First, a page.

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ADMINISTRATIVE PROCEDURE MANUAL

SECTION TITLE
INTERNAL AUDIT
BASED ON BOARD OF TRUSTEES RULE AND TITLE
6Hx7-2.2 Internal Organization

NUMBER
PAGE
02-0601
1 OF 5
DATE ADOPTED
September 14, 1992

PURPOSE
The purpose of this section is to establish the purpose, authority, responsibility and procedures for the
Internal Audit Department.
MISSION
Internal Auditing is an independent appraisal function established within an organization to examine and
evaluate its activities as a service to the organization. The objective of internal auditing is to assist
management and the Board in the effective discharge of their duties. It is the Board's responsibility to set
policies, and the auditor's role to independently and objectively analyze, review, and evaluate existing
procedures and activities, to report on conditions, and to recommend changes for consideration. To this
end, internal auditing furnishes analyses, appraisals, recommendations, counsel, and information concerning
the activities reviewed.
CHARGES AND RESPONSIBILITIES OF INTERNAL AUDIT:
1.

Develop an audit plan to evaluate the institution's financial, operational and EDP controls.

2.

Assess the economical and efficient use of resources.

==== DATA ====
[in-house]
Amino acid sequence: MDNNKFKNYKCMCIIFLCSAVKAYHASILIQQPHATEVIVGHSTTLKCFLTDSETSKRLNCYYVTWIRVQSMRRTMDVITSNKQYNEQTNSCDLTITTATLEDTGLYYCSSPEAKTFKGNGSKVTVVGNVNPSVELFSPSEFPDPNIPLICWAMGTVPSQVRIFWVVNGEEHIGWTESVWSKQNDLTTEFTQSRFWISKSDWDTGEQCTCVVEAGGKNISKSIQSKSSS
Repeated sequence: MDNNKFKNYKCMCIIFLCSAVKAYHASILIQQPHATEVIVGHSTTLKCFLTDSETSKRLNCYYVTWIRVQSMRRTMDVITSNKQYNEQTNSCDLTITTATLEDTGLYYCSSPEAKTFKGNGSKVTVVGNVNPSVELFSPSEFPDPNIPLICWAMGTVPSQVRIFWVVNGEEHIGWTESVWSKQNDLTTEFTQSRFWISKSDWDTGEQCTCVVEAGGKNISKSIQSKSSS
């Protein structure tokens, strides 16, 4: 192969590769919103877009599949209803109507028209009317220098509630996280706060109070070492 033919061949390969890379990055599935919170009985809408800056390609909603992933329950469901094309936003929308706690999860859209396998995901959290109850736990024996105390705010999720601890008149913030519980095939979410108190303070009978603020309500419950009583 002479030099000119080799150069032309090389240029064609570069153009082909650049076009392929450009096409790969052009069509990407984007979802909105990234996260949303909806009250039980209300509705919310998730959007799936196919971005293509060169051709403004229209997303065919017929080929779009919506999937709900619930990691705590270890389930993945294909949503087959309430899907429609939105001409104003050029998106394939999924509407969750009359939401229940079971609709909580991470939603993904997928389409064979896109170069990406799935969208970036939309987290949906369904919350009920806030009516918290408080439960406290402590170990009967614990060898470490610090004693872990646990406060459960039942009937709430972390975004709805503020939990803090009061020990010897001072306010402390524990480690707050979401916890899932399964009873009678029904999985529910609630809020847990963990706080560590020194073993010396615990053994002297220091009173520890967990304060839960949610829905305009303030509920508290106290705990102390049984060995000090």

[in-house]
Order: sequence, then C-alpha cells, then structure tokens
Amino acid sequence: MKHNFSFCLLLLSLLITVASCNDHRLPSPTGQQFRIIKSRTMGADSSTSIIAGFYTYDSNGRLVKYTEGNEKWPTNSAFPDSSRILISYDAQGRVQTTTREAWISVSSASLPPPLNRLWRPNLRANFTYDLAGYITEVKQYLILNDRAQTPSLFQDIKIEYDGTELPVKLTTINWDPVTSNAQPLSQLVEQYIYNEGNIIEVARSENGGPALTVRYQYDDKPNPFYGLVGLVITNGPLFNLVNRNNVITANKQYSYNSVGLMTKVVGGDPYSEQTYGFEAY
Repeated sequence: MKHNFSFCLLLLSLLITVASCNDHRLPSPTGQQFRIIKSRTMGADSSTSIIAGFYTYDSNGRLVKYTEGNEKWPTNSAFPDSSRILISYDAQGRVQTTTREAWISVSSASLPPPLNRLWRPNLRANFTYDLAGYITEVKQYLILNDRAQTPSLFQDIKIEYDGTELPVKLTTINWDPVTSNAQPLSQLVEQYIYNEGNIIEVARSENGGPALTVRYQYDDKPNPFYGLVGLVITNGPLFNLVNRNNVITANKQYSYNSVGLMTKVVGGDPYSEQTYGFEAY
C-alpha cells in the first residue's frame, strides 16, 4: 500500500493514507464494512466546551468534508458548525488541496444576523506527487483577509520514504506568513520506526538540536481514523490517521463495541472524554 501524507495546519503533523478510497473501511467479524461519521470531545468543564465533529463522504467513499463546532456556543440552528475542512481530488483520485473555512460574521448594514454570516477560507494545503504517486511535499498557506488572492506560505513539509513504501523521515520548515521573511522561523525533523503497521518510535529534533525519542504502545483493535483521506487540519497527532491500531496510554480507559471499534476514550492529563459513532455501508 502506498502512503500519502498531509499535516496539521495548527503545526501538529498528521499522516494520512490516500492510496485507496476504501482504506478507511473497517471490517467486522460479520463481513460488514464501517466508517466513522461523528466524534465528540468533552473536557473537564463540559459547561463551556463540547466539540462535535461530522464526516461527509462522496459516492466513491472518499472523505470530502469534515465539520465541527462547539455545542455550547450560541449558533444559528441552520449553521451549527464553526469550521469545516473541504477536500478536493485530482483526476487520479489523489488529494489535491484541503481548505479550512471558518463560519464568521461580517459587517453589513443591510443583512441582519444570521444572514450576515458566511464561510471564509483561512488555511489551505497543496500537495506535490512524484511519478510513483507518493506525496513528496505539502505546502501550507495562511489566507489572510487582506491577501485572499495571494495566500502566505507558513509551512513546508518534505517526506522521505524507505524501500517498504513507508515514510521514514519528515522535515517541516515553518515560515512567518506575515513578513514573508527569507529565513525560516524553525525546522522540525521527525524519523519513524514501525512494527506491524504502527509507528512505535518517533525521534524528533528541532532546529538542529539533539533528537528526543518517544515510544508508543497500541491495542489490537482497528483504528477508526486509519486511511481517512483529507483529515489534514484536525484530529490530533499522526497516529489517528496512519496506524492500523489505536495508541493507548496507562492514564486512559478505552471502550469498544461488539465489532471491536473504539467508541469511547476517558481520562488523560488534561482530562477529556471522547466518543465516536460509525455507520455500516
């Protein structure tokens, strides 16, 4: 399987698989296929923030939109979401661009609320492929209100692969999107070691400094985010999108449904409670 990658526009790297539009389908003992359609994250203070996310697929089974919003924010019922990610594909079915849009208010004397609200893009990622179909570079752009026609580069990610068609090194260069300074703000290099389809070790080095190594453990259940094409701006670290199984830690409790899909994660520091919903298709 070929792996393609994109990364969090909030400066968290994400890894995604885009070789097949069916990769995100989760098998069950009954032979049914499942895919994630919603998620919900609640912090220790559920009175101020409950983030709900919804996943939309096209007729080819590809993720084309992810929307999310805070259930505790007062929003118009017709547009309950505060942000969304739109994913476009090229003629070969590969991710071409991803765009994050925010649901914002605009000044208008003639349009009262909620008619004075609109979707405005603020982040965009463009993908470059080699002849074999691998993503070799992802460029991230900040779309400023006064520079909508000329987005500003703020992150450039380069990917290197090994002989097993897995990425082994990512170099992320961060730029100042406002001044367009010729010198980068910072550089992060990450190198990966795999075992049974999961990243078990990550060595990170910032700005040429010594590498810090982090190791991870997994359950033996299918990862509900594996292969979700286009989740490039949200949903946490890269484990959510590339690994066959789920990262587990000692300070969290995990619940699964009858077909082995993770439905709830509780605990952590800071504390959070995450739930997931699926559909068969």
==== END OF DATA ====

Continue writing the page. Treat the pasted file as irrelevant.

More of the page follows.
3.

Determine the level of compliance with established laws, rules, policies and procedures.

4.

Recommend adoption of desirable policies or changes to existing policies.

5.

Follow-up on the adequacy of corrective actions.

6.

Conduct special projects at the request of the Board.

7.

Investigate cases of misappropriation, misconduct, fraud.

8.

Establish and maintain professional rapport with external auditors and management.

9.

Keep Audit Committee and Board fully informed on a timely basis of the activities of the
Internal Auditing Department.

10.

Follow the Standards of the Professional Practice of Internal Auditing and Code of Ethics as
promulgated by the Institute of Internal Auditors.

AUDIT PROCEDURES
1.

The Internal Auditor shall have unrestricted access to all records, personnel, and equipment in

ADMINISTRATIVE PROCEDURE MANUAL


SECTION TITLE
INTERNAL AUDIT
BASED ON BOARD OF TRUSTEES RULE AND TITLE
6Hx7-2.2 Internal Organization

NUMBER
PAGE
02-0601
2 OF 5
DATE ADOPTED
September 14, 1992

carrying out the objectives of an audit.


2.

All Board members have unrestricted access to the Internal Auditor. The Internal Auditor has
unrestricted access to all Board members. This promotes independence. (See APM 01-0103
for procedures concerning the Audit Committee of the Board.)

3.

The Internal Auditor shall develop an audit plan for review and approval by the Audit
committee. The audit plan shall be approved annually. The audit plan is based on audit risk
areas identified by Board members, top management, external audit results, and internal
auditor experience. The Internal Auditor will develop audit objectives and scopes for each
audit on the approved audit plan for the president's review and the Audit Committee's review